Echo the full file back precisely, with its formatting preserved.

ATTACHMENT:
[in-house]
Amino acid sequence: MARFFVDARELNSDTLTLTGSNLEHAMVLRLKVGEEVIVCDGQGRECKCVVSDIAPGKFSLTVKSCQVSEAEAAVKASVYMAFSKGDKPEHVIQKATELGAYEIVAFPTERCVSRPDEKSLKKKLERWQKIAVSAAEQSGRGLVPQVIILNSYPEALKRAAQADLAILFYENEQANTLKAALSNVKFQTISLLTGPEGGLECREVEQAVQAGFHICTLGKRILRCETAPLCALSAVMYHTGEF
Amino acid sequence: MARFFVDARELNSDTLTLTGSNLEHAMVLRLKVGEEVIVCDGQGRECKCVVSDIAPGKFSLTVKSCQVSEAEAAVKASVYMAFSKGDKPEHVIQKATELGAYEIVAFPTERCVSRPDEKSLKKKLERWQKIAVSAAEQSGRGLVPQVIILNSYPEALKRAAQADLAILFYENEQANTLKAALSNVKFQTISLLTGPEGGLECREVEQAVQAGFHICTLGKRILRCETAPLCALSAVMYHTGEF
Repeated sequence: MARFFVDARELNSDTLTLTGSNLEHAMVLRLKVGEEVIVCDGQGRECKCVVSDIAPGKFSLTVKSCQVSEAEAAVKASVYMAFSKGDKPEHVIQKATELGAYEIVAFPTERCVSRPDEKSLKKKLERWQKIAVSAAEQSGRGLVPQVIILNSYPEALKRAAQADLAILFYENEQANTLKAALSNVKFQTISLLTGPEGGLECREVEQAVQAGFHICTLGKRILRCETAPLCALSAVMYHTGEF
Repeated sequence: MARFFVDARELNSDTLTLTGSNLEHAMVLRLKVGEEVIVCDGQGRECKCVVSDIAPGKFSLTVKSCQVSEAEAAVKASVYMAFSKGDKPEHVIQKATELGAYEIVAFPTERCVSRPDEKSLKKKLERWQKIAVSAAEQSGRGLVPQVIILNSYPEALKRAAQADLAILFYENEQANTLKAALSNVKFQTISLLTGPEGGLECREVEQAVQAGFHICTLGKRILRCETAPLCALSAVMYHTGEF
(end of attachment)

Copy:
[in-house]
Amino acid sequence: MARFFVDARELNSDTLTLTGSNLEHAMVLRLKVGEEVIVCDGQGRECKCVVSDIAPGKFSLTVKSCQVSEAEAAVKASVYMAFSKGDKPEHVIQKATELGAYEIVAFPTERCVSRPDEKSLKKKLERWQKIAVSAAEQSGRGLVPQVIILNSYPEALKRAAQADLAILFYENEQANTLKAALSNVKFQTISLLTGPEGGLECREVEQAVQAGFHICTLGKRILRCETAPLCALSAVMYHTGEF
Amino acid sequence: MARFFVDARELNSDTLTLTGSNLEHAMVLRLKVGEEVIVCDGQGRECKCVVSDIAPGKFSLTVKSCQVSEAEAAVKASVYMAFSKGDKPEHVIQKATELGAYEIVAFPTERCVSRPDEKSLKKKLERWQKIAVSAAEQSGRGLVPQVIILNSYPEALKRAAQADLAILFYENEQANTLKAALSNVKFQTISLLTGPEGGLECREVEQAVQAGFHICTLGKRILRCETAPLCALSAVMYHTGEF
Repeated sequence: MARFFVDARELNSDTLTLTGSNLEHAMVLRLKVGEEVIVCDGQGRECKCVVSDIAPGKFSLTVKSCQVSEAEAAVKASVYMAFSKGDKPEHVIQKATELGAYEIVAFPTERCVSRPDEKSLKKKLERWQKIAVSAAEQSGRGLVPQVIILNSYPEALKRAAQADLAILFYENEQANTLKAALSNVKFQTISLLTGPEGGLECREVEQAVQAGFHICTLGKRILRCETAPLCALSAVMYHTGEF
Repeated sequence: MARFFVDARELNSDTLTLTGSNLEHAMVLRLKVGEEVIVCDGQGRECKCVVSDIAPGKFSLTVKSCQVSEAEAAVKASVYMAFSKGDKPEHVIQKATELGAYEIVAFPTERCVSRPDEKSLKKKLERWQKIAVSAAEQSGRGLVPQVIILNSYPEALKRAAQADLAILFYENEQANTLKAALSNVKFQTISLLTGPEGGLECREVEQAVQAGFHICTLGKRILRCETAPLCALSAVMYHTGEF